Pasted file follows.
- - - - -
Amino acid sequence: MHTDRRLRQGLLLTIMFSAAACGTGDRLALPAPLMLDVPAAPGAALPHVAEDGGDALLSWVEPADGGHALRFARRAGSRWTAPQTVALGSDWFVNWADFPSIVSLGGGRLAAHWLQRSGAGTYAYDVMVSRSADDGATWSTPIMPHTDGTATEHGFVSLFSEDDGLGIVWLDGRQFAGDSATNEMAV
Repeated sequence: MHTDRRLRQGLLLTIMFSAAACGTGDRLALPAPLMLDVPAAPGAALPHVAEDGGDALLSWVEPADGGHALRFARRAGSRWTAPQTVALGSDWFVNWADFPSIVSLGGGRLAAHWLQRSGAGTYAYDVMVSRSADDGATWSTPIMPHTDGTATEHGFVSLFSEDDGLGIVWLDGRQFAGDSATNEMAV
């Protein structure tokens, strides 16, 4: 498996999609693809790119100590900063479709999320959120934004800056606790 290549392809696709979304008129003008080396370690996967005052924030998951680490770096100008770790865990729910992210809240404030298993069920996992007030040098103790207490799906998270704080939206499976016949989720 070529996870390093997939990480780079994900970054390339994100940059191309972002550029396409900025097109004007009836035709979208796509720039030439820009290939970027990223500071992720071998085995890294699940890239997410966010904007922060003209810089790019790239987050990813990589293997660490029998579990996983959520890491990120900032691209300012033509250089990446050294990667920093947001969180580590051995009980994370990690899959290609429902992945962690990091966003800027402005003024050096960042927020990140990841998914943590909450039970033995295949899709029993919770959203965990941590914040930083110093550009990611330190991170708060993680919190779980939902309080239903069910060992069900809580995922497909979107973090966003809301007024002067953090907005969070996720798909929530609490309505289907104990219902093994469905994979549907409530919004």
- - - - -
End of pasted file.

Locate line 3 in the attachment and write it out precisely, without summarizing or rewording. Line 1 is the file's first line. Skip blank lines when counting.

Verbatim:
């Protein structure tokens, strides 16, 4: 498996999609693809790119100590900063479709999320959120934004800056606790 290549392809696709979304008129003008080396370690996967005052924030998951680490770096100008770790865990729910992210809240404030298993069920996992007030040098103790207490799906998270704080939206499976016949989720 070529996870390093997939990480780079994900970054390339994100940059191309972002550029396409900025097109004007009836035709979208796509720039030439820009290939970027990223500071992720071998085995890294699940890239997410966010904007922060003209810089790019790239987050990813990589293997660490029998579990996983959520890491990120900032691209300012033509250089990446050294990667920093947001969180580590051995009980994370990690899959290609429902992945962690990091966003800027402005003024050096960042927020990140990841998914943590909450039970033995295949899709029993919770959203965990941590914040930083110093550009990611330190991170708060993680919190779980939902309080239903069910060992069900809580995922497909979107973090966003809301007024002067953090907005969070996720798909929530609490309505289907104990219902093994469905994979549907409530919004």